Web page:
Altamina – “Take Over The Sea” has sonic treats scattered throughout

Montreal, Canada based band Altamina, recorded and mixed their last album, “Tomorrow Morning Will Be Tonight”, with Howard Bilerman, whose credits include Arcade Fire, Handsome Furs, and Wolf Parade,...

Montreal, Canada based band Altamina, recorded and mixed their last album, “Tomorrow Morning Will Be Tonight”, with Howard Bilerman, whose credits include Arcade Fire, Handsome Furs, and Wolf Parade, among others. The band, who now have their own studio, have capitalized on their previous experiences, mixing and producing their latest single, “Take Over The Sea”, completely by themselves. It is their first release since 2016, and will be part of an upcoming EP set to release later this year.

Talking Heads mastermind David Byrne once wrote about the mechanisms of music making: “What begins as a random walk often ends up taking you somewhere, somewhere that you later realize was exactly where you wanted to go.” This rationale roughly explains the genesis of the song, “Take Over The Sea”, which starts on an understated moody note, and then mutates into overdriven, fleshed-out euphoria.

Altamina’s creative four-year lapse between releases have rewarded them a flawless comeback that few of their contemporaries can boast. “Take Over The Sea” is undoubtedly one of the most captivating and atmospheric indie-rock songs of the new year so far.

It’s an unusual song. Rhythm is not it’s point of entry, nor does the melody quickly insinuate itself, and the most striking element of all is the subtle musical density—not that this is a heavy-sounding record – at least not until the end – just that there’s a wonderment of stuff going on during the track: there are sonic treats scattered throughout.

There is the sense that Altamina and the production display a remarkable level of musical invention on “Take Over The Sea”, because before too long, and without consciously noticing it, there is a powerful rhythm pumping the undertow, while the melody builds and soars rather audibly in the foreground.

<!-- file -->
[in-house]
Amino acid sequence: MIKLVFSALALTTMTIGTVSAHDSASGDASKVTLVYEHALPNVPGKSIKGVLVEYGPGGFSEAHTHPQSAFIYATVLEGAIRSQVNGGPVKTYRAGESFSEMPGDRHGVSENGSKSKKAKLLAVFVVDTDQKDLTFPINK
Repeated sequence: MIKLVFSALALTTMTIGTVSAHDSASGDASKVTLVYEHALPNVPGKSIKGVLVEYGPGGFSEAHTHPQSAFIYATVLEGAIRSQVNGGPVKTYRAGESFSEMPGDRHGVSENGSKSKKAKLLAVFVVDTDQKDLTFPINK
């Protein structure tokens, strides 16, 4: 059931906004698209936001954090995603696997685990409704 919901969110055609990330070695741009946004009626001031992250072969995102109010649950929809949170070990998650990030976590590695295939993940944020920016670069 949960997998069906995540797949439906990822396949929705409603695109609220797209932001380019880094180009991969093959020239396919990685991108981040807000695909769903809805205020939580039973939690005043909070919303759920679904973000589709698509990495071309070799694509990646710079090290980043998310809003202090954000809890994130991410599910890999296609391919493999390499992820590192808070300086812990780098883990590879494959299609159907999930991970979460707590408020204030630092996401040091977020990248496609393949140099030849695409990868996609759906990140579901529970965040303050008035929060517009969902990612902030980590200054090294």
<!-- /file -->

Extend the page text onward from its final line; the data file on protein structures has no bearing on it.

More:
Not surprisingly, the jangle and crunch of the guitars are not too far behind, and soon creep up on you with conviction. This totally unwinds the song, which at that point will benefit from as much loudness and fidelity as your sound-system can muster.

“Take Over The Sea” is resonant, thoughtful and sounds deeply committed. The song flirts with elegantly creative song-writing that first builds its foundations on mesmerizing introspection, before succumbing to near-danceable melancholy.

Stretched across 4 minutes 20 seconds, its riches can be hypnotizing, given the song’s deceptive complexity. The track is a product of sheer musical and production virtuosity, as each subsequent play will make very apparent.

As “Take Over The Sea” sinks into your head, revealing itself to be cathartic, lavish, and propulsive, you realize how much it marks a natural progression for Altamina, who somehow still remain eminently accessible and tuneful. This far exceeds the current standard of mainstream radio fare, with ease.

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